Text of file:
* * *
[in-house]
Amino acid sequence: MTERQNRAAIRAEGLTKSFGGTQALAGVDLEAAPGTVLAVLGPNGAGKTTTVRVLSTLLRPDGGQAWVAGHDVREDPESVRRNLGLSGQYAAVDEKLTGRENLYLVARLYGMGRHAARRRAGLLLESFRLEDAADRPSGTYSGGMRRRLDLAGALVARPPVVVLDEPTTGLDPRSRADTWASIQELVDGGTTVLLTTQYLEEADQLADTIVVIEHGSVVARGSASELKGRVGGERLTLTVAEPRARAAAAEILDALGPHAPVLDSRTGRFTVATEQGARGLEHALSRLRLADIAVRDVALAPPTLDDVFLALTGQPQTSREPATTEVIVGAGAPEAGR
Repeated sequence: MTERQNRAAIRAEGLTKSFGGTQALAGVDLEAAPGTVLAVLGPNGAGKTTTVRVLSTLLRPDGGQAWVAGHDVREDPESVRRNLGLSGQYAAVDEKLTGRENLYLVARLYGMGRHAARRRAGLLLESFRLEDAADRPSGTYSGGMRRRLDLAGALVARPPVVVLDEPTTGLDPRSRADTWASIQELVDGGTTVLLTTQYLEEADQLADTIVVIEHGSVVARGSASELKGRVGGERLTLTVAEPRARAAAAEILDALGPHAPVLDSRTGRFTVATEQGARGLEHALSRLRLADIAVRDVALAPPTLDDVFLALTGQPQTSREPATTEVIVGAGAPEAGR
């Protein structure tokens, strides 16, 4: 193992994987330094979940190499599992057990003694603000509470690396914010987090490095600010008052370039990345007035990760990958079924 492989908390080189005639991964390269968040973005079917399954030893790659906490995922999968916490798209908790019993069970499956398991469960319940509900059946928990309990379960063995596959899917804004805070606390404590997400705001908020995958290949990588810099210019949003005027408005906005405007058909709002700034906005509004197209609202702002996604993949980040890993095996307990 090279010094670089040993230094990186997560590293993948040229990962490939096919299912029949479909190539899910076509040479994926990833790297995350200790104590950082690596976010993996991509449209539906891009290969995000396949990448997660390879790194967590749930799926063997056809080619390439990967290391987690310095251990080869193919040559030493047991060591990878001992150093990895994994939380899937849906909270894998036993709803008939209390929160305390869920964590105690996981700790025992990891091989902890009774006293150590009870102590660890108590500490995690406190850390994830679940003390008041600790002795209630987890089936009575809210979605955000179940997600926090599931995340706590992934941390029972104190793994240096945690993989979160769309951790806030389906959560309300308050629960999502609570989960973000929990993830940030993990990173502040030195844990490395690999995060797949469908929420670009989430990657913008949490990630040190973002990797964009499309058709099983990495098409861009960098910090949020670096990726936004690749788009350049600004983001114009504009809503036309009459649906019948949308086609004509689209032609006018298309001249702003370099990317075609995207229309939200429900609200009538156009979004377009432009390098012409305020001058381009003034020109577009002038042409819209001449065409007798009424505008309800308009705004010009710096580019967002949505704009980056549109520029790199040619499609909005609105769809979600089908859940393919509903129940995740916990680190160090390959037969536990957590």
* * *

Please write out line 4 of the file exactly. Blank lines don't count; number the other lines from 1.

């Protein structure tokens, strides 16, 4: 193992994987330094979940190499599992057990003694603000509470690396914010987090490095600010008052370039990345007035990760990958079924 492989908390080189005639991964390269968040973005079917399954030893790659906490995922999968916490798209908790019993069970499956398991469960319940509900059946928990309990379960063995596959899917804004805070606390404590997400705001908020995958290949990588810099210019949003005027408005906005405007058909709002700034906005509004197209609202702002996604993949980040890993095996307990 090279010094670089040993230094990186997560590293993948040229990962490939096919299912029949479909190539899910076509040479994926990833790297995350200790104590950082690596976010993996991509449209539906891009290969995000396949990448997660390879790194967590749930799926063997056809080619390439990967290391987690310095251990080869193919040559030493047991060591990878001992150093990895994994939380899937849906909270894998036993709803008939209390929160305390869920964590105690996981700790025992990891091989902890009774006293150590009870102590660890108590500490995690406190850390994830679940003390008041600790002795209630987890089936009575809210979605955000179940997600926090599931995340706590992934941390029972104190793994240096945690993989979160769309951790806030389906959560309300308050629960999502609570989960973000929990993830940030993990990173502040030195844990490395690999995060797949469908929420670009989430990657913008949490990630040190973002990797964009499309058709099983990495098409861009960098910090949020670096990726936004690749788009350049600004983001114009504009809503036309009459649906019948949308086609004509689209032609006018298309001249702003370099990317075609995207229309939200429900609200009538156009979004377009432009390098012409305020001058381009003034020109577009002038042409819209001449065409007798009424505008309800308009705004010009710096580019967002949505704009980056549109520029790199040619499609909005609105769809979600089908859940393919509903129940995740916990680190160090390959037969536990957590």